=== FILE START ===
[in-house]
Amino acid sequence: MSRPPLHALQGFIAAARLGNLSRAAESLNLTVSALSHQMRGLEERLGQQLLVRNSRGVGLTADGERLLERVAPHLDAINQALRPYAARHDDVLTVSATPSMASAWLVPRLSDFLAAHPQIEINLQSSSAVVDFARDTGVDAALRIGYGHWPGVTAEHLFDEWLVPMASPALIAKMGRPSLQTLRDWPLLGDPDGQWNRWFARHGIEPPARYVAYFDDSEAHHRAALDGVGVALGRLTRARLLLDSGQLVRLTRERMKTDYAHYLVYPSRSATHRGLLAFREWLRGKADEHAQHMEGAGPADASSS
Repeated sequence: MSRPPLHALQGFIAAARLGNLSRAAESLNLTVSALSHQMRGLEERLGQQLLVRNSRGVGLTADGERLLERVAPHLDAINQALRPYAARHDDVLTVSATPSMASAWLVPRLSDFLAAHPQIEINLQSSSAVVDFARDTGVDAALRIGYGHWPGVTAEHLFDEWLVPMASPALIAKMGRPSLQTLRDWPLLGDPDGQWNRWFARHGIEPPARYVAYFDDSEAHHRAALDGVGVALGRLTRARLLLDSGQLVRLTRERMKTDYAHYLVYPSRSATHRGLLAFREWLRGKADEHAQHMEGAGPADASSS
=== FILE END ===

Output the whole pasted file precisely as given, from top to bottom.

[in-house]
Amino acid sequence: MSRPPLHALQGFIAAARLGNLSRAAESLNLTVSALSHQMRGLEERLGQQLLVRNSRGVGLTADGERLLERVAPHLDAINQALRPYAARHDDVLTVSATPSMASAWLVPRLSDFLAAHPQIEINLQSSSAVVDFARDTGVDAALRIGYGHWPGVTAEHLFDEWLVPMASPALIAKMGRPSLQTLRDWPLLGDPDGQWNRWFARHGIEPPARYVAYFDDSEAHHRAALDGVGVALGRLTRARLLLDSGQLVRLTRERMKTDYAHYLVYPSRSATHRGLLAFREWLRGKADEHAQHMEGAGPADASSS
Repeated sequence: MSRPPLHALQGFIAAARLGNLSRAAESLNLTVSALSHQMRGLEERLGQQLLVRNSRGVGLTADGERLLERVAPHLDAINQALRPYAARHDDVLTVSATPSMASAWLVPRLSDFLAAHPQIEINLQSSSAVVDFARDTGVDAALRIGYGHWPGVTAEHLFDEWLVPMASPALIAKMGRPSLQTLRDWPLLGDPDGQWNRWFARHGIEPPARYVAYFDDSEAHHRAALDGVGVALGRLTRARLLLDSGQLVRLTRERMKTDYAHYLVYPSRSATHRGLLAFREWLRGKADEHAQHMEGAGPADASSS